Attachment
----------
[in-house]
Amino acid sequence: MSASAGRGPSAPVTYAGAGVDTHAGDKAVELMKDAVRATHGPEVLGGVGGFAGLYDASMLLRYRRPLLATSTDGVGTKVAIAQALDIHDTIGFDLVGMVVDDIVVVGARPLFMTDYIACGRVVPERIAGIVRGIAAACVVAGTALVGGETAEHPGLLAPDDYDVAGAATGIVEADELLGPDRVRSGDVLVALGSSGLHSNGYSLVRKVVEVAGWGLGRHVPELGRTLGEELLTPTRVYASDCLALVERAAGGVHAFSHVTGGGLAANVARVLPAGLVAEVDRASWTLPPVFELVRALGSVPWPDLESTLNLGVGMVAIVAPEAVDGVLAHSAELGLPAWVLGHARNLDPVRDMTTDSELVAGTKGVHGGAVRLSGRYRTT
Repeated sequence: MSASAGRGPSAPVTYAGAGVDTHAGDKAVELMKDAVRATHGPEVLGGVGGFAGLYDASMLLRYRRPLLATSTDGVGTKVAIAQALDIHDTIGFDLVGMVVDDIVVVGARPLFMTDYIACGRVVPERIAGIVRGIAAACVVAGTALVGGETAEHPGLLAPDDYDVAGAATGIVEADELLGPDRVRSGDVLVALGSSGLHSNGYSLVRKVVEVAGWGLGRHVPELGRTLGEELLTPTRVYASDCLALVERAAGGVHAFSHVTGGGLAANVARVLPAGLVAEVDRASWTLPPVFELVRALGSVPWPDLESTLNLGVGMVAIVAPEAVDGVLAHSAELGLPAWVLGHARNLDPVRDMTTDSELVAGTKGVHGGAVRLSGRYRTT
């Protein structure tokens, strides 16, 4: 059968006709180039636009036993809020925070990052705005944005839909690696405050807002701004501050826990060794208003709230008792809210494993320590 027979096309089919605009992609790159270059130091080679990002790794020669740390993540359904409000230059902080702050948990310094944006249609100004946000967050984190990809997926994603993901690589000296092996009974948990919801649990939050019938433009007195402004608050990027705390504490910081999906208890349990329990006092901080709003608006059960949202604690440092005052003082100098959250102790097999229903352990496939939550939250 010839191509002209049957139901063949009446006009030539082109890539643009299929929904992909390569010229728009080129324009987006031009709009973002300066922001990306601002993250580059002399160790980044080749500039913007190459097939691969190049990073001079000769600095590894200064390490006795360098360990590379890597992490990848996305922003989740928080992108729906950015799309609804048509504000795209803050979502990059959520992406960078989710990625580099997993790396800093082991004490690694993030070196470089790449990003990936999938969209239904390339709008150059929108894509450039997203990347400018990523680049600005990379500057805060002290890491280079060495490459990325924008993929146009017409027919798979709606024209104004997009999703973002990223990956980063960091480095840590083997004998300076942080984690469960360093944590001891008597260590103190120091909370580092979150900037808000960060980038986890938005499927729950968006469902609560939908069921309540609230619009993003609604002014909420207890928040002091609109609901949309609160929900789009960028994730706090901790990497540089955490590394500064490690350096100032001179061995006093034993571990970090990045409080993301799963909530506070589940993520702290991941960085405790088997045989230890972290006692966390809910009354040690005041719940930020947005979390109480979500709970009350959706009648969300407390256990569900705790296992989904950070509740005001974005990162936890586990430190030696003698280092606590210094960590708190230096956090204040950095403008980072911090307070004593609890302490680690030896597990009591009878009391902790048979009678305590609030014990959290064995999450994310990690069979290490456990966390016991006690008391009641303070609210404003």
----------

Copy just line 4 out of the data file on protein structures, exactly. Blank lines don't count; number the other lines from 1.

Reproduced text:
């Protein structure tokens, strides 16, 4: 059968006709180039636009036993809020925070990052705005944005839909690696405050807002701004501050826990060794208003709230008792809210494993320590 027979096309089919605009992609790159270059130091080679990002790794020669740390993540359904409000230059902080702050948990310094944006249609100004946000967050984190990809997926994603993901690589000296092996009974948990919801649990939050019938433009007195402004608050990027705390504490910081999906208890349990329990006092901080709003608006059960949202604690440092005052003082100098959250102790097999229903352990496939939550939250 010839191509002209049957139901063949009446006009030539082109890539643009299929929904992909390569010229728009080129324009987006031009709009973002300066922001990306601002993250580059002399160790980044080749500039913007190459097939691969190049990073001079000769600095590894200064390490006795360098360990590379890597992490990848996305922003989740928080992108729906950015799309609804048509504000795209803050979502990059959520992406960078989710990625580099997993790396800093082991004490690694993030070196470089790449990003990936999938969209239904390339709008150059929108894509450039997203990347400018990523680049600005990379500057805060002290890491280079060495490459990325924008993929146009017409027919798979709606024209104004997009999703973002990223990956980063960091480095840590083997004998300076942080984690469960360093944590001891008597260590103190120091909370580092979150900037808000960060980038986890938005499927729950968006469902609560939908069921309540609230619009993003609604002014909420207890928040002091609109609901949309609160929900789009960028994730706090901790990497540089955490590394500064490690350096100032001179061995006093034993571990970090990045409080993301799963909530506070589940993520702290991941960085405790088997045989230890972290006692966390809910009354040690005041719940930020947005979390109480979500709970009350959706009648969300407390256990569900705790296992989904950070509740005001974005990162936890586990430190030696003698280092606590210094960590708190230096956090204040950095403008980072911090307070004593609890302490680690030896597990009591009878009391902790048979009678305590609030014990959290064995999450994310990690069979290490456990966390016991006690008391009641303070609210404003």